“Click less. Live more.”
These words in an ad for an Internet information company caught my eye as I read the paper one morning. They promised potential customers a life that could be lived “more richly” if they used their convenient services.
I thought the vendor was talking about something other than using MORE technology. Nope. They really meant click more — just click more with us. And that is exactly the wrong way to go, in my mind.
For a long time now, I’ve observed the devastating effects of our culture’s obsession with technology. I watch couples out to dinner manipulate their phones and data devices instead of talking to each other. I’ve gotten told off many times on email — and only occasionally received an apology via the same. Recently I heard a young woman say that she had decided “to give her best self to her blog” — not to her husband and their three small children. The results have been predictably calamitous: her husband has left her and her oldest daughter chooses the company of YouTube over spending any time with her mother.
Now don’t get me wrong. Technology is a gift from God. I praise our Creator who’s made the expansive imaginations that have brought great convenience, safety and entertainment to our lives. Believe me, the streets are much safer now that I have GPS capability. It’s not technology that’s the root of this present evil, but the disproportionate love of technology that’s the problem. I believe the Bible made the same point about money.
We’re no longer living in just an overly material world, but a virtual one. Paradoxically, we have the most extensive capability of communicating with one another of all time, yet people are increasingly unable to live together in peace, to solve conflicts equitably, or to argue and remain in a relationship.
We need to click less and live more. For real. The three great faith traditions of the world tell the story of a God who seeks a relationship — up close and personal, not through a glass screen, darkly. For Christians, the doctrine of incarnation is central — the notion that God so loved the world that God chose to take on human flesh, human joy and human troubles. God chose to rub elbows with humankind to show us that being in a relationship, in the flesh, although difficult, is the preferred way to live.
Try clicking less and living more for just a day or two. Many folks in my tradition have cut back on texting or visiting social media sites for Lent. One decided to write an actual letter to some people she doesn’t see often. Her friends were delighted with her visit via the written page — and they have decided to actually meet each other, in the flesh, after Easter. Clicking less, living more.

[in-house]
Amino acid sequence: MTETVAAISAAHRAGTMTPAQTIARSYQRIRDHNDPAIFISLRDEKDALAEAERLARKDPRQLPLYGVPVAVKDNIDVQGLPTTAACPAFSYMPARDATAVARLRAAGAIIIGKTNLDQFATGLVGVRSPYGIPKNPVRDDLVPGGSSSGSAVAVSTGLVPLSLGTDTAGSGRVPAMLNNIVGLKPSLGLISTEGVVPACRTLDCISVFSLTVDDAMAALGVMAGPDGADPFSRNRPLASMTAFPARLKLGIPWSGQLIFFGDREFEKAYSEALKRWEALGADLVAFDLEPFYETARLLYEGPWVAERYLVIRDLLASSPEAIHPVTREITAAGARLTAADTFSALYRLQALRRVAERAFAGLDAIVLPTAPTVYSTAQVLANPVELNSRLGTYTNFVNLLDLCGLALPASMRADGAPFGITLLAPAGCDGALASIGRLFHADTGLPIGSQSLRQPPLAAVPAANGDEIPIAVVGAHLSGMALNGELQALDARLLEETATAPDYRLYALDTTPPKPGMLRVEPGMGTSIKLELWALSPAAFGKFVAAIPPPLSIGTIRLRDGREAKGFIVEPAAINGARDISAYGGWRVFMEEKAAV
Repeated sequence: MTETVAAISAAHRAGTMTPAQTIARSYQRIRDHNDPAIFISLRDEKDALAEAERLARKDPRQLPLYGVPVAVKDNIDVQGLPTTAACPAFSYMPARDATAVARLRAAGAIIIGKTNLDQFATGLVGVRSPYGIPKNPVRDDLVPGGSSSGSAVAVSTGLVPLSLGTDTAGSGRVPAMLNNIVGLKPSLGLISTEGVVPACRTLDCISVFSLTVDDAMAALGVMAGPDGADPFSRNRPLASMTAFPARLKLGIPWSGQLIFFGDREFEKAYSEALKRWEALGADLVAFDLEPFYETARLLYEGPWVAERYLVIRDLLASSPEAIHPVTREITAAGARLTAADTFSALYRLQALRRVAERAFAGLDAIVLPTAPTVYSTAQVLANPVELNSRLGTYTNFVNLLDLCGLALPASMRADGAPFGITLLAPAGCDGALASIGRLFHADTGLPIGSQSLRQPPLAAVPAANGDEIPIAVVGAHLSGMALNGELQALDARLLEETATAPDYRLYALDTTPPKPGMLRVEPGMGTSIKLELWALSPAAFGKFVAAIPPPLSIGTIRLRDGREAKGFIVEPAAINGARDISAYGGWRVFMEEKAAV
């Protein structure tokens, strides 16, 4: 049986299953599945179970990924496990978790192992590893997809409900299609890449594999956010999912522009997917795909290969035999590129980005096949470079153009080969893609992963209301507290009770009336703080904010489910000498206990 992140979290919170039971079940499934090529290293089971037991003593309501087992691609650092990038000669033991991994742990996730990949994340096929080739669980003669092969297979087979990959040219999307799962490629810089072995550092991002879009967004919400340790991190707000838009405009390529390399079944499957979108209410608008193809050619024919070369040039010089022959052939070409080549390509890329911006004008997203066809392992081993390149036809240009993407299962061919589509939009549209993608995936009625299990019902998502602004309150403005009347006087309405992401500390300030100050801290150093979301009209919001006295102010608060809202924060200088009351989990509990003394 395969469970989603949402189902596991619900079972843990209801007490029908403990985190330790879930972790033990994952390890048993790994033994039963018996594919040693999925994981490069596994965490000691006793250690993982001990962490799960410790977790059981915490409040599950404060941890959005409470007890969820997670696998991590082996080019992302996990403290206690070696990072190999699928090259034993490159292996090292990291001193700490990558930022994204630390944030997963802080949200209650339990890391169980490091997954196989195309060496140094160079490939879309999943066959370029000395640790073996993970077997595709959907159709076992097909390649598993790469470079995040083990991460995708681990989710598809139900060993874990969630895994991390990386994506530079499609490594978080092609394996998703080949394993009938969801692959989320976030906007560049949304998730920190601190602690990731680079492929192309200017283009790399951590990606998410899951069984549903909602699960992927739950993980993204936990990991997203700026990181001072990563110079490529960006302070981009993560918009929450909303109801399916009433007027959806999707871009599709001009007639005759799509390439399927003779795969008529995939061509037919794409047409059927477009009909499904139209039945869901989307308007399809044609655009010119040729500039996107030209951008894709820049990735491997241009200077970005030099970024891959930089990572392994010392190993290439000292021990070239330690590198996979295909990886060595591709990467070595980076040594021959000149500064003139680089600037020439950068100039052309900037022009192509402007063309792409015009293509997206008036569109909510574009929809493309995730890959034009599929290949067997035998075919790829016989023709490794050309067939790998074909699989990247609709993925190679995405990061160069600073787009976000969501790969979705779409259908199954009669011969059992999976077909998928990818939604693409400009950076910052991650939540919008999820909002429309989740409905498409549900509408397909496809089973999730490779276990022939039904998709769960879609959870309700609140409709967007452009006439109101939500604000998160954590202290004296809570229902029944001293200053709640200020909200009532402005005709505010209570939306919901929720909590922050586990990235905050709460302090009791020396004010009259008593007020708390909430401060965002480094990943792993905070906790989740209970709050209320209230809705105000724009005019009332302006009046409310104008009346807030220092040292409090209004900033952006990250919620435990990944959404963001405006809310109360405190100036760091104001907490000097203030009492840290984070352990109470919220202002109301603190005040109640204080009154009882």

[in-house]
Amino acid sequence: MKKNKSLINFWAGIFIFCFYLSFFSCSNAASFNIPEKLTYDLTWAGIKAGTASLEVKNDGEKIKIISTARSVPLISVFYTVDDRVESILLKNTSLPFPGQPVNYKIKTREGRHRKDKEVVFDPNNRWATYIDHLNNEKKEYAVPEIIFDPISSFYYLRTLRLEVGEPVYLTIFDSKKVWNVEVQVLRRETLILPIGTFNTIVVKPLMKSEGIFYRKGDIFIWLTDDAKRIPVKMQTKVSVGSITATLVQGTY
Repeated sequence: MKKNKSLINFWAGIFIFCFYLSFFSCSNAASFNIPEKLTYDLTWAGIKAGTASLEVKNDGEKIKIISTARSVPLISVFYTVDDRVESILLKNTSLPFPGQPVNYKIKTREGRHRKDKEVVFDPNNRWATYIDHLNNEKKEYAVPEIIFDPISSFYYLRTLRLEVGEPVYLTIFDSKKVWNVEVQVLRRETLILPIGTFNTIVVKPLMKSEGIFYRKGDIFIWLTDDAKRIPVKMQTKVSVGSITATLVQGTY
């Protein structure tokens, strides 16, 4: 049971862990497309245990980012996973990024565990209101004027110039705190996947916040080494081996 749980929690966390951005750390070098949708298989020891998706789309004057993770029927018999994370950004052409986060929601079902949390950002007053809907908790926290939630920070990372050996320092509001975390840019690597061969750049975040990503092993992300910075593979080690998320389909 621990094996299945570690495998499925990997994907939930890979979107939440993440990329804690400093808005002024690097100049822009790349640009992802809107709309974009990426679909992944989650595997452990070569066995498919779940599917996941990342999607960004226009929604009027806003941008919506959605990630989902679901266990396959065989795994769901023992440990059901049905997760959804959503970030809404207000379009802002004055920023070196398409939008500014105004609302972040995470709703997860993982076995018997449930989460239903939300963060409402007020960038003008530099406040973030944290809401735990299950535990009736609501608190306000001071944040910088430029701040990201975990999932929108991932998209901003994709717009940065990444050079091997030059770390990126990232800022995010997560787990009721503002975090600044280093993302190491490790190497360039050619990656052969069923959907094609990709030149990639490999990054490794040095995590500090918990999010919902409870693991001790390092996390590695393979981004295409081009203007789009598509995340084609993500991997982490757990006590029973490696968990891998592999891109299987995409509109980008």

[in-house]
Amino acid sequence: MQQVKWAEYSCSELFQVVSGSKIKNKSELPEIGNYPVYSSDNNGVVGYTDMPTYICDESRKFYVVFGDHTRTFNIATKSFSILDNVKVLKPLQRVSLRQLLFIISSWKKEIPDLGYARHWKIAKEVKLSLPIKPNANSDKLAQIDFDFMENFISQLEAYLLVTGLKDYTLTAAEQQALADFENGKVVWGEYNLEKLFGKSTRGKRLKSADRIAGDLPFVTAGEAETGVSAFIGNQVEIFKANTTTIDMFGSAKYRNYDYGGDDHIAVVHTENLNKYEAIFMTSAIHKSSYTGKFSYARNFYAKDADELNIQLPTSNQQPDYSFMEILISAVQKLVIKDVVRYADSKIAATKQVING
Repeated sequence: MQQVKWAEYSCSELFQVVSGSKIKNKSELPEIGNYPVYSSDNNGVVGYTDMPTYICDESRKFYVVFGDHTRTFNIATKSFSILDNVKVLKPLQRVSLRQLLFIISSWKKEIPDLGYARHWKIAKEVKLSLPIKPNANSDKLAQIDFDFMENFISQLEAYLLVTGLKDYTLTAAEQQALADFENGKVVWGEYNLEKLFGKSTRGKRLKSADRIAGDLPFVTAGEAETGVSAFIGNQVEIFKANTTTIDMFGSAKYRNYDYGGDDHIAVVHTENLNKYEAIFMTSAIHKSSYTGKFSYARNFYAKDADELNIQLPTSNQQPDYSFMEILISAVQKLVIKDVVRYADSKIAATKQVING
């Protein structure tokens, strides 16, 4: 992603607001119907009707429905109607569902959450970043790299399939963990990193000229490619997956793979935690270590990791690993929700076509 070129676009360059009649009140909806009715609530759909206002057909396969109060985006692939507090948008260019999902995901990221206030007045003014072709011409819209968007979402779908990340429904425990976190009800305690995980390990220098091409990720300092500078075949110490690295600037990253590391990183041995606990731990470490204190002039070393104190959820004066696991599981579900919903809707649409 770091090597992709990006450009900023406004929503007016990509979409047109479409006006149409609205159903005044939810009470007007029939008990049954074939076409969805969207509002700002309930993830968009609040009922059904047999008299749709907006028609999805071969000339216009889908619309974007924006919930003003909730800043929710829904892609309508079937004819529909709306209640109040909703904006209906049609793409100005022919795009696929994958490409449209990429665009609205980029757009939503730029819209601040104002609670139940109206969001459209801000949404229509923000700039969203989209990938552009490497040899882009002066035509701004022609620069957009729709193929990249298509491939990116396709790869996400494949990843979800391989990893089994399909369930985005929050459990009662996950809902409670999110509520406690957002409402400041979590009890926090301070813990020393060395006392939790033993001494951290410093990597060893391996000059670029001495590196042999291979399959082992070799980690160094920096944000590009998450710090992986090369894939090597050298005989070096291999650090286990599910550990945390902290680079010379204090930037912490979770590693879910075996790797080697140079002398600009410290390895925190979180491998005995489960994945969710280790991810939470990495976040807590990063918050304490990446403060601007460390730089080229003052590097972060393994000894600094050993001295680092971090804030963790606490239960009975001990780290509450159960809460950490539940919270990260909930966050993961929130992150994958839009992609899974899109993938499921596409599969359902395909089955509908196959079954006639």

God promises us a life that can be lived “more richly” by offering us a relationship that’s real — a relationship that can save our eternal lives, not virtually, but in fact. God invites us to live in true community with others for the same reason. Click less, dear friends — and work to live more richly, together.
“Click less. Live more.”
Chester Clark III: A magnificent disappointment
Could this really be happening?
Three-and-a-half years earlier their hearts had stirred when they first heard his call. Centuries of Greek and Roman brutality had deepened their desire for the promised Deliverer. Their desires for temporal deliverance had colored even their reading of the Scriptures, until they had convinced themselves that the Messiah’s primary mission would be to deliver them from Rome.
Dalton Dulcimers to perform for Guild’s In Concert program
The Creative Arts Guild will welcome the Dalton Dulcimers at its next In Concert program on Thursday.
- Bryan Collins: The truth of the resurrection
Earl Brackin Band to perform at Dalton State
The Olympic Games have historically been an effective way of bringing people from all corners of the world and all walks of life together.
The Rev. G. David Henderson: Satan’s worldwide anti-Christ religion — now in our midst!
Since my devotional last month, many claiming to be followers of Jesus have written the Forum of this newspaper, wrongfully proclaiming God doesn’t require followers of Jesus to obey the moral laws God gave to Moses and Israel — reputably known as the Ten Commandments. The author of our Bible (the Holy Spirit) responds with divine disgust and anger, “such isn’t so” (“God forbid” — Romans 6:15)!
The Rapha House: Eating disorders
Every year a week in February is designated as National Eating Disorders Awareness Week by The National Eating Disorders Association (NEDA). The theme for 2014 was “I Had No Idea” stressing the need to address misconceptions about eating disorders.
Final performance for senior dancers
This year, 11 “sisters in dance” will perform together for the last time.
News and notes from area churches.
The Rev. Rodney B. Weaver: Where is God
How will this play out?
A northern female (a native of Detroit, Mich.) comes to a small Southern town called Dalton. This female has now been arrested for the death of a convenience store worker. Known for being the Carpet Capital of the World, Dalton now has the distinction of being the location of a horrific murder.
Chester V. Clark IIIThe miracle of life
\With spring in the air and the dogwoods starting to bud, my reflections turn again to the miracle that we call life. Call me simple, easily impressed or perennially forgetful; but isn’t it amazing that dormant plants and trees can come to life again after the bitter cold of winter?
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- Chester Clark III: A magnificent disappointment